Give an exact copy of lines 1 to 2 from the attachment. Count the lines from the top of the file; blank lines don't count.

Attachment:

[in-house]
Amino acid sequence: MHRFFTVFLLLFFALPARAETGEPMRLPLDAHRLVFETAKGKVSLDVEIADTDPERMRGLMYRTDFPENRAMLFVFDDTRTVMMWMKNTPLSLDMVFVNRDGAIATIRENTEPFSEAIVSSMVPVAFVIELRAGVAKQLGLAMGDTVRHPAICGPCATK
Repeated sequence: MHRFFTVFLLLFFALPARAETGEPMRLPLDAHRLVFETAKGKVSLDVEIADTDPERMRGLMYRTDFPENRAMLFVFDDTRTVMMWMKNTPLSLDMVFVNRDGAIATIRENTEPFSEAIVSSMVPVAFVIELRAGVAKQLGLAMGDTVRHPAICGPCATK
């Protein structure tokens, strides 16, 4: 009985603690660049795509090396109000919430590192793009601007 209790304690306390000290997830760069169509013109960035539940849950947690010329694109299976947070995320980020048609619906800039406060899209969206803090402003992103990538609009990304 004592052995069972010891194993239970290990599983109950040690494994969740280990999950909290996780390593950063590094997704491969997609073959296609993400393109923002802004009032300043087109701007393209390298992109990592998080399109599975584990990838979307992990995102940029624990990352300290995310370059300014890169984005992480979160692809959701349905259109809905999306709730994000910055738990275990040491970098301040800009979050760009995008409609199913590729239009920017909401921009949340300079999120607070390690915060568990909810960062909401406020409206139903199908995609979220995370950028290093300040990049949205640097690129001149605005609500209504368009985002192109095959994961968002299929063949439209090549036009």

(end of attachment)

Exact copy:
[in-house]
Amino acid sequence: MHRFFTVFLLLFFALPARAETGEPMRLPLDAHRLVFETAKGKVSLDVEIADTDPERMRGLMYRTDFPENRAMLFVFDDTRTVMMWMKNTPLSLDMVFVNRDGAIATIRENTEPFSEAIVSSMVPVAFVIELRAGVAKQLGLAMGDTVRHPAICGPCATK